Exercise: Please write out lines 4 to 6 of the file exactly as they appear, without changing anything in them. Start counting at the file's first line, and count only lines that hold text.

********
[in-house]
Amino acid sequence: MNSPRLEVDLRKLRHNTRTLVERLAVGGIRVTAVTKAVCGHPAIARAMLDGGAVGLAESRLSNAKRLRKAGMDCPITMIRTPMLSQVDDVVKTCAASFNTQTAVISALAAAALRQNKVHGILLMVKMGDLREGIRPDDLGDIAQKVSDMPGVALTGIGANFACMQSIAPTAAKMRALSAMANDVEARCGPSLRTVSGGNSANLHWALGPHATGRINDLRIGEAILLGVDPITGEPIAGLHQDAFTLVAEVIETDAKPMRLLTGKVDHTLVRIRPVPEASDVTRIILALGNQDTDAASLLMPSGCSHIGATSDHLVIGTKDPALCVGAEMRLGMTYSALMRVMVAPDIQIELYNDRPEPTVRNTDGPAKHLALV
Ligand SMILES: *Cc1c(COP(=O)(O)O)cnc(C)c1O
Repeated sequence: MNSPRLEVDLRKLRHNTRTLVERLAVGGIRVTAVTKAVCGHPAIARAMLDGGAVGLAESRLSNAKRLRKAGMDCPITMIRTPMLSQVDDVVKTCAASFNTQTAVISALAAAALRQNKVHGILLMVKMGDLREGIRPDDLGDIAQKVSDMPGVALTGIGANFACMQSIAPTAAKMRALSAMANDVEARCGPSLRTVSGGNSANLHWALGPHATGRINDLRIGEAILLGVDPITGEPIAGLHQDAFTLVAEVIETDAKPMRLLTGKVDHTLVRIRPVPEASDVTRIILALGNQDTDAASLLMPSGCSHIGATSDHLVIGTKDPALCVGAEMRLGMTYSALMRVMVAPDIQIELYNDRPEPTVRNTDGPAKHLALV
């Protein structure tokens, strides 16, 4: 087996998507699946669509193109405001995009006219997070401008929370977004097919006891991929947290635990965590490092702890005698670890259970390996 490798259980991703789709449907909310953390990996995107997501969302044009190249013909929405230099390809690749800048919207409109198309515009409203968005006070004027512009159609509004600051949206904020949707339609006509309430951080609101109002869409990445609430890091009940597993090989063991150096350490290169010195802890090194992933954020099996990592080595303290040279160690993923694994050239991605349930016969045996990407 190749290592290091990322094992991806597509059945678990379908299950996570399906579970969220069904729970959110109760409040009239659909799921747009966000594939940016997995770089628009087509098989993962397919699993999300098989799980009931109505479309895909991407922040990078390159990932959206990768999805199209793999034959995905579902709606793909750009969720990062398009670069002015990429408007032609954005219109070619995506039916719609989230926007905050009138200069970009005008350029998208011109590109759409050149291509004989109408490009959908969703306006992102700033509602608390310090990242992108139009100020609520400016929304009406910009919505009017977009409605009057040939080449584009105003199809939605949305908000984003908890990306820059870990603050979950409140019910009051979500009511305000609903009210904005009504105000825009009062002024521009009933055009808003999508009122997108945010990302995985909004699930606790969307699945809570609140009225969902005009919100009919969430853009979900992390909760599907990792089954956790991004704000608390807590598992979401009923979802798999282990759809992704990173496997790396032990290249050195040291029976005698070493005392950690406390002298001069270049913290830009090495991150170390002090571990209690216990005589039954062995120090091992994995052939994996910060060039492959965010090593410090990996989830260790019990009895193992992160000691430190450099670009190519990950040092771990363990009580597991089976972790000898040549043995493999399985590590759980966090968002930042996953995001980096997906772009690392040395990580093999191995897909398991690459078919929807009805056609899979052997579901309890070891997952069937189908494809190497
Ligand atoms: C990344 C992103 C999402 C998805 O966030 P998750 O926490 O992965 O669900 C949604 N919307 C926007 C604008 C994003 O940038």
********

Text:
Repeated sequence: MNSPRLEVDLRKLRHNTRTLVERLAVGGIRVTAVTKAVCGHPAIARAMLDGGAVGLAESRLSNAKRLRKAGMDCPITMIRTPMLSQVDDVVKTCAASFNTQTAVISALAAAALRQNKVHGILLMVKMGDLREGIRPDDLGDIAQKVSDMPGVALTGIGANFACMQSIAPTAAKMRALSAMANDVEARCGPSLRTVSGGNSANLHWALGPHATGRINDLRIGEAILLGVDPITGEPIAGLHQDAFTLVAEVIETDAKPMRLLTGKVDHTLVRIRPVPEASDVTRIILALGNQDTDAASLLMPSGCSHIGATSDHLVIGTKDPALCVGAEMRLGMTYSALMRVMVAPDIQIELYNDRPEPTVRNTDGPAKHLALV
């Protein structure tokens, strides 16, 4: 087996998507699946669509193109405001995009006219997070401008929370977004097919006891991929947290635990965590490092702890005698670890259970390996 490798259980991703789709449907909310953390990996995107997501969302044009190249013909929405230099390809690749800048919207409109198309515009409203968005006070004027512009159609509004600051949206904020949707339609006509309430951080609101109002869409990445609430890091009940597993090989063991150096350490290169010195802890090194992933954020099996990592080595303290040279160690993923694994050239991605349930016969045996990407 190749290592290091990322094992991806597509059945678990379908299950996570399906579970969220069904729970959110109760409040009239659909799921747009966000594939940016997995770089628009087509098989993962397919699993999300098989799980009931109505479309895909991407922040990078390159990932959206990768999805199209793999034959995905579902709606793909750009969720990062398009670069002015990429408007032609954005219109070619995506039916719609989230926007905050009138200069970009005008350029998208011109590109759409050149291509004989109408490009959908969703306006992102700033509602608390310090990242992108139009100020609520400016929304009406910009919505009017977009409605009057040939080449584009105003199809939605949305908000984003908890990306820059870990603050979950409140019910009051979500009511305000609903009210904005009504105000825009009062002024521009009933055009808003999508009122997108945010990302995985909004699930606790969307699945809570609140009225969902005009919100009919969430853009979900992390909760599907990792089954956790991004704000608390807590598992979401009923979802798999282990759809992704990173496997790396032990290249050195040291029976005698070493005392950690406390002298001069270049913290830009090495991150170390002090571990209690216990005589039954062995120090091992994995052939994996910060060039492959965010090593410090990996989830260790019990009895193992992160000691430190450099670009190519990950040092771990363990009580597991089976972790000898040549043995493999399985590590759980966090968002930042996953995001980096997906772009690392040395990580093999191995897909398991690459078919929807009805056609899979052997579901309890070891997952069937189908494809190497
Ligand atoms: C990344 C992103 C999402 C998805 O966030 P998750 O926490 O992965 O669900 C949604 N919307 C926007 C604008 C994003 O940038």